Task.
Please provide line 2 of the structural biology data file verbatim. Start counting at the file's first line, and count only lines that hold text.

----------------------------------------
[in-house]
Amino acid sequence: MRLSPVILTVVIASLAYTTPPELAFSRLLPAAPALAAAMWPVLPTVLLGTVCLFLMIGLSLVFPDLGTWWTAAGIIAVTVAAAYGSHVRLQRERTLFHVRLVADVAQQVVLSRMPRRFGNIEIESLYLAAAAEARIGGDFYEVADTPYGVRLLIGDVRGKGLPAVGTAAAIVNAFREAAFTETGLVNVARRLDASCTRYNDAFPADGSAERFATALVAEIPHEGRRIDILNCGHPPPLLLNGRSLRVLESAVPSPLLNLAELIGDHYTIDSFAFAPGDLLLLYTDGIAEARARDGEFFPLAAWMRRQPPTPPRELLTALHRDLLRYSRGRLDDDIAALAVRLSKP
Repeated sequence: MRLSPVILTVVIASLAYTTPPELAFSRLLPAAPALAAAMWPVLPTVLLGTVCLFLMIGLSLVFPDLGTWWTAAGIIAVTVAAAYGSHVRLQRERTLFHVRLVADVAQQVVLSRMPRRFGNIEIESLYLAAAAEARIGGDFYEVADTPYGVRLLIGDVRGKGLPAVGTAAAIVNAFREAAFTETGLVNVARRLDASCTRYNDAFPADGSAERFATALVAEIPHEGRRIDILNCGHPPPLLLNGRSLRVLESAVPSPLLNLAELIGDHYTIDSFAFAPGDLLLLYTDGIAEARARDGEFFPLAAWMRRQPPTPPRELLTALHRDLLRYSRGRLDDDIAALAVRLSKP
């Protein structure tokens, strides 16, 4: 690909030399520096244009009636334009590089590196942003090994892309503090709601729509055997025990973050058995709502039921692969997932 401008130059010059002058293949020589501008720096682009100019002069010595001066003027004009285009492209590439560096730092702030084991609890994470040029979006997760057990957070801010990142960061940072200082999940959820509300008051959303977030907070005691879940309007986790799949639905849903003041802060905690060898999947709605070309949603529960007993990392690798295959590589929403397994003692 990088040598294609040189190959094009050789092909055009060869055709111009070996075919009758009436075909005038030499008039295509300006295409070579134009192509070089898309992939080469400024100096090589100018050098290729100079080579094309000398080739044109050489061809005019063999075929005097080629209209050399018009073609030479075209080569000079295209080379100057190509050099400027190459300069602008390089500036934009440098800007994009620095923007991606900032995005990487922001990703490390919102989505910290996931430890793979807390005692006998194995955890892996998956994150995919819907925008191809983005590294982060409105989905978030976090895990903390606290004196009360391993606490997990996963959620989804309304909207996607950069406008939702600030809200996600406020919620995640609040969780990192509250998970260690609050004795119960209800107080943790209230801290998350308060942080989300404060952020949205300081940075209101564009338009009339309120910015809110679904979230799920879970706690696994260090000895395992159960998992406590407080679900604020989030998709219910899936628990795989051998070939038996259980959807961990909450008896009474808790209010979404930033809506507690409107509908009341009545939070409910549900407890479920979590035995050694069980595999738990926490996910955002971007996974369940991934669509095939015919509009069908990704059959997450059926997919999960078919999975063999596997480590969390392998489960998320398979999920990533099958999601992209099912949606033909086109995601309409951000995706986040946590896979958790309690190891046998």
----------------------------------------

Amino acid sequence: MRLSPVILTVVIASLAYTTPPELAFSRLLPAAPALAAAMWPVLPTVLLGTVCLFLMIGLSLVFPDLGTWWTAAGIIAVTVAAAYGSHVRLQRERTLFHVRLVADVAQQVVLSRMPRRFGNIEIESLYLAAAAEARIGGDFYEVADTPYGVRLLIGDVRGKGLPAVGTAAAIVNAFREAAFTETGLVNVARRLDASCTRYNDAFPADGSAERFATALVAEIPHEGRRIDILNCGHPPPLLLNGRSLRVLESAVPSPLLNLAELIGDHYTIDSFAFAPGDLLLLYTDGIAEARARDGEFFPLAAWMRRQPPTPPRELLTALHRDLLRYSRGRLDDDIAALAVRLSKP